Let's Confront, Not Ignore

Some subjects can be easier to ignore than confront. Sweep them under the rug and maybe they will go away.

But as we all know, there are very few problems that go away simply through wishful thinking. Gender-based violence is one such problem that will not fade away unless we act. That’s why this year’s “Day of the Girl Child” on October 11th is drawing attention to “Empowering Adolescent Girls: Ending the Cycle of Violence.”

Sexual violence against pre-adolescents and adolescents is alarmingly high, with 28 to 38 percent of girls reporting an unwanted sexual experience before the age of 18. The U.S. Centers for Disease Control and Prevention (CDC)-supported National Violence Against Children Surveys (VACS) show, that among women aged 18-24 years, nearly 44 percent in Swaziland, 29 percent in Tanzania, and 41percent in Zimbabwe reported experiencing sexual violence before the age of 18.

Gender-based violence and HIV are intricately linked. Girls who experience violence are three times more likely to have an unwanted pregnancy, and up to three times as likely to have HIV or other sexually transmitted infections.

The rates of new HIV infections among girls continue to be disproportionately high, year after year, as compared to their male counterparts. In 2013, among the hardest-hit countries in sub-Saharan Africa, nearly 80 percent of all new infections among adolescents occurred among girls. (UNAIDS, 2014).

The U.S. President’s Emergency Plan for AIDS Relief (PEPFAR) is working with U.S. implementing agencies, partner countries, the Global Fund to Fight AIDS, Tuberculosis and Malaria and other multilateral partners, and civil society groups to address gender-based violence and HIV prevention for adolescent girls in a holistic manner. This means bringing together many relevant approaches from multiple sectors– education, health, economic, and psycho-social– to establish a core package of evidence-based interventions.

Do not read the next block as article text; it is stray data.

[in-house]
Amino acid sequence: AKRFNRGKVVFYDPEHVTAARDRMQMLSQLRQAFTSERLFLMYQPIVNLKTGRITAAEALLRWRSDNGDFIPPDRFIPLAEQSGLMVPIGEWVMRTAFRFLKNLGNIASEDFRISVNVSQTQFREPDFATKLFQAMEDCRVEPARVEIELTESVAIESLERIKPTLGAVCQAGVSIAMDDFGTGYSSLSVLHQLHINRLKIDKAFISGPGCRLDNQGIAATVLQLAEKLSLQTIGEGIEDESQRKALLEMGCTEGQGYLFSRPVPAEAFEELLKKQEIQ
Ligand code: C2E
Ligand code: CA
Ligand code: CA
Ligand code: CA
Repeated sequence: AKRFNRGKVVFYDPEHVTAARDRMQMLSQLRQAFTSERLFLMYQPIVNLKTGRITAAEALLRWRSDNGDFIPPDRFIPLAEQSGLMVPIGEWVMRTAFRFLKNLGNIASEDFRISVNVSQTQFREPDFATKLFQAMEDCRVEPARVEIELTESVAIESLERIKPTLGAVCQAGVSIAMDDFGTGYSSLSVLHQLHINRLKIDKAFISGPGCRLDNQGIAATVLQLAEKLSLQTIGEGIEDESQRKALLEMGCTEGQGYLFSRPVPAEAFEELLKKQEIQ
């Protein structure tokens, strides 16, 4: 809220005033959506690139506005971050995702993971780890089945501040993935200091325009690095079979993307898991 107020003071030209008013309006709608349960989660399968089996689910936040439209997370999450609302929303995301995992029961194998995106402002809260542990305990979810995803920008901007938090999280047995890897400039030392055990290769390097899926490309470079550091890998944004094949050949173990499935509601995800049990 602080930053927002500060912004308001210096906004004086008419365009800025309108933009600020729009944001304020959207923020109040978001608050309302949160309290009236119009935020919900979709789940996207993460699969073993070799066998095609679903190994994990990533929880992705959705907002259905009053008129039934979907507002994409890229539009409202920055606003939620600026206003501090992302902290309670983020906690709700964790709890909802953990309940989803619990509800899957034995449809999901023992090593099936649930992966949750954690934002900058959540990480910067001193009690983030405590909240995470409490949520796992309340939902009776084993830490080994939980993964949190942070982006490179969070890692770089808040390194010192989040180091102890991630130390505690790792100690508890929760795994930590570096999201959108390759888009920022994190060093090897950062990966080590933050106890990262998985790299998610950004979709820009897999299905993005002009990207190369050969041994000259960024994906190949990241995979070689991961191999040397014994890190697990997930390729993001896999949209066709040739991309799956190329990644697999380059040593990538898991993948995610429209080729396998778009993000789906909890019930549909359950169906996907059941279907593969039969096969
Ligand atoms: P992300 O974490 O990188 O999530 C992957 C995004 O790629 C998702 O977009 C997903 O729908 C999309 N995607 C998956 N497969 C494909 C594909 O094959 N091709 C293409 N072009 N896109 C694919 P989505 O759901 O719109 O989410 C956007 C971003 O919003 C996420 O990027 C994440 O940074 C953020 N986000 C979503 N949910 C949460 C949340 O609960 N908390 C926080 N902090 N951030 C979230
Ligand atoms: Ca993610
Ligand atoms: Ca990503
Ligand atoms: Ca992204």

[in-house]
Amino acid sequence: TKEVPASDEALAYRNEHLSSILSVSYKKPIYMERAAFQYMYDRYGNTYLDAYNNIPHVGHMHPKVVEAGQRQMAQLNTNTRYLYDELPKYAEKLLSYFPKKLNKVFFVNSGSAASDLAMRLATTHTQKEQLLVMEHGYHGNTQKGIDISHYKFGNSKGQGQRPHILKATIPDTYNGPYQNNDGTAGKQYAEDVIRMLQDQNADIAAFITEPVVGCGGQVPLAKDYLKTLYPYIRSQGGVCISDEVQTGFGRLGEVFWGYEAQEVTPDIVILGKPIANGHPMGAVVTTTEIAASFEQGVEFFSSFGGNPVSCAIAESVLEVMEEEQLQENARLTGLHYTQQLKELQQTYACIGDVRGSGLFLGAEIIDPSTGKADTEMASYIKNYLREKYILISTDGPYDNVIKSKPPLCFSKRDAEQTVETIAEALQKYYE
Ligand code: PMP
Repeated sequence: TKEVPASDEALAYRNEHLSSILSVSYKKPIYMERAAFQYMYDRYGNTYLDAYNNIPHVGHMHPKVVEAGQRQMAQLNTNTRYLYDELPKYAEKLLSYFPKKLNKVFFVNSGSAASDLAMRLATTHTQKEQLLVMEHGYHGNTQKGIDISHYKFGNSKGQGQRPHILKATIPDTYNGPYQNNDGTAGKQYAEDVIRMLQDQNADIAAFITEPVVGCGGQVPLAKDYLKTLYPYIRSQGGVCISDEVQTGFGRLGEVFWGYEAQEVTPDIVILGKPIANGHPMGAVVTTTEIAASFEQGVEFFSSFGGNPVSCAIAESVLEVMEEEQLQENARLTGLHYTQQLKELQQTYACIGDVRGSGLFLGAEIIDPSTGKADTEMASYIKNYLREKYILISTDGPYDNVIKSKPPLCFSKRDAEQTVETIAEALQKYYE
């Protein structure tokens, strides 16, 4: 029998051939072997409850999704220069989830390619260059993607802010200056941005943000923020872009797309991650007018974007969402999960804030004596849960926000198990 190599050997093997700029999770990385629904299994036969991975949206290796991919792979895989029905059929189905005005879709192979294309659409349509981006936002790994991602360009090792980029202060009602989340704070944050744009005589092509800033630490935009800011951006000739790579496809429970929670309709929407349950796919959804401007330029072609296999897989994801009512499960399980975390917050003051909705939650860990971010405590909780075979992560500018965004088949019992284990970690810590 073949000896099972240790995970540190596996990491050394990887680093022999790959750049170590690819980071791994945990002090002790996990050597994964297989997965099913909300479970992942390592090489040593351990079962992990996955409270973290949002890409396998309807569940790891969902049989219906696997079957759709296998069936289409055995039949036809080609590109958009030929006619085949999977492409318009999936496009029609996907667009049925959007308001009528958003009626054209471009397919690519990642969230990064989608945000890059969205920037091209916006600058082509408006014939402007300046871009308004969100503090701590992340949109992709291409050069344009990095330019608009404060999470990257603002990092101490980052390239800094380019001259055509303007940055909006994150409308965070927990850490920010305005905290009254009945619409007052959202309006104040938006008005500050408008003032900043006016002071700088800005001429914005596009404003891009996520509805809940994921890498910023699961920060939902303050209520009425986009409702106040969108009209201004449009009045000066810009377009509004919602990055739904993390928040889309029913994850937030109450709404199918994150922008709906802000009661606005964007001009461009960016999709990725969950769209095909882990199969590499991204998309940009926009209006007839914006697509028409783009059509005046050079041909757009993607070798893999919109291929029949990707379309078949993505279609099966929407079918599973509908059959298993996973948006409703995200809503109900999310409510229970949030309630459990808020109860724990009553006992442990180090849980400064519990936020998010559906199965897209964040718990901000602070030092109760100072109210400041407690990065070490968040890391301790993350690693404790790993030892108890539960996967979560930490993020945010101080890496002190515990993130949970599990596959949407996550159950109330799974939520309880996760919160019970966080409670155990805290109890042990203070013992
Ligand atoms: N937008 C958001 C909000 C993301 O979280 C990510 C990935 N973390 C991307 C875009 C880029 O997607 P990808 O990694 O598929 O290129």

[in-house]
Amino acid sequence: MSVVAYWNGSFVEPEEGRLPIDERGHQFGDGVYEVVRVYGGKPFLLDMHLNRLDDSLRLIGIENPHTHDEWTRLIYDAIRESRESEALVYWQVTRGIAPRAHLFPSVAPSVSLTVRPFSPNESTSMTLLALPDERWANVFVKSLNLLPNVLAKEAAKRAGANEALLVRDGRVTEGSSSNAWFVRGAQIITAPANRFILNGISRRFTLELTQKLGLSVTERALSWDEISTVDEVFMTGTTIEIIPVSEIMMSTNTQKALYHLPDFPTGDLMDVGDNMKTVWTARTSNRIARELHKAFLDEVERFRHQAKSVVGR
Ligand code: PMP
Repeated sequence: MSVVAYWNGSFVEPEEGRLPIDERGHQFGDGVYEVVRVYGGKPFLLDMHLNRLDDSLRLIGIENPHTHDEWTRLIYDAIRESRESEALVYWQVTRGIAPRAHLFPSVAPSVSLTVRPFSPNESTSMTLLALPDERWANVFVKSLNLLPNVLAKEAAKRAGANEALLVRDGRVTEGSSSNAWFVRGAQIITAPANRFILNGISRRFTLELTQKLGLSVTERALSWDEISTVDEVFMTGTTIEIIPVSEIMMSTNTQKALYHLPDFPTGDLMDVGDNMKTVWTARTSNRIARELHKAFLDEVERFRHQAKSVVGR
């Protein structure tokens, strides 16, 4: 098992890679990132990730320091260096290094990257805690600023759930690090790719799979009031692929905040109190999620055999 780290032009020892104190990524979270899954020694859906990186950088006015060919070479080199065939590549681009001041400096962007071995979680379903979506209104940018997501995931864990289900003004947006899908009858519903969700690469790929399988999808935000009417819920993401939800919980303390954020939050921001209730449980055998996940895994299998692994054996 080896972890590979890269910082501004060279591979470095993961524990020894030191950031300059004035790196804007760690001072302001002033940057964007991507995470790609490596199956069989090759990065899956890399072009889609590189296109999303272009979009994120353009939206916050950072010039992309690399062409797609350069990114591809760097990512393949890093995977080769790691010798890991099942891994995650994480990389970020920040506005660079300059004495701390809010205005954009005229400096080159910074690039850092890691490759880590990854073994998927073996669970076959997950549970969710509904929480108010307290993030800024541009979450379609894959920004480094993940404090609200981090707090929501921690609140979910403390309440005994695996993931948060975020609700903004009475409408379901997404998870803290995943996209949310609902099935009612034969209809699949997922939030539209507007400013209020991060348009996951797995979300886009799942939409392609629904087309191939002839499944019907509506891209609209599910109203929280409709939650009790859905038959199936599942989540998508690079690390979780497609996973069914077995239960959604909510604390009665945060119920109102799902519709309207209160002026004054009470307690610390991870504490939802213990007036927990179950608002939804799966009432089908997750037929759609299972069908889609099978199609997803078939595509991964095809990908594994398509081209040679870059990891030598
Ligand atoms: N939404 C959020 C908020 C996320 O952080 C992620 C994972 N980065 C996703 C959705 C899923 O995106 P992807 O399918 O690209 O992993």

PEPFAR is also a founding partner of “Together for Girls”-- a ground-breaking public-private partnership that seeks to end violence against children, especially sexual violence against girls. To date, with PEPFAR support, eight countries have conducted VACS for the very first time, and there are plans to expand to ten more in the next two years. Better understanding the extent of the problem is a critical step to finding solutions and, ultimately, saving lives.

Every girl should be able to live her life free of gender-based violence. It is just that simple. Thankfully, the world is beginning to shine a light not only on the problem, but also on solutions. We have a long way to go, but if we confront rather than ignore the issue, we can build a brighter future for millions of girls.

About the Author: Daniela Ligiero, Ph.D., serves as Senior Gender Advisor in the Office of the Global AIDS Coordinator.

Follow @PEPFAR on Twitter for more information on U.S. efforts to help save the lives of those at risk from HIV/AIDS around the world.

Comments

Comments

Oleg V.
|
Alabama, USA
October 11, 2014
It is shocking to know that gender-based violence and HIV are intricately linked. It is disturbing to know that girls who experience violence are three times more likely to have an unwanted pregnancy, and up to three times as likely to have HIV or other sexually transmitted infections. In any corner and everywhere, every girl should be able to live her life free of gender-based violence. To achieve this requires collective action among all stakeholders of human life. Education, community outreach and emergence of more active non-governmental organizations would go a long way to bring this menace to a minimal level.
Young Girl Not Infected With HIV Stands Alone in a Courtyard Outside an AIDS Clinic
Posted by Daniela Ligiero
October 11, 2014

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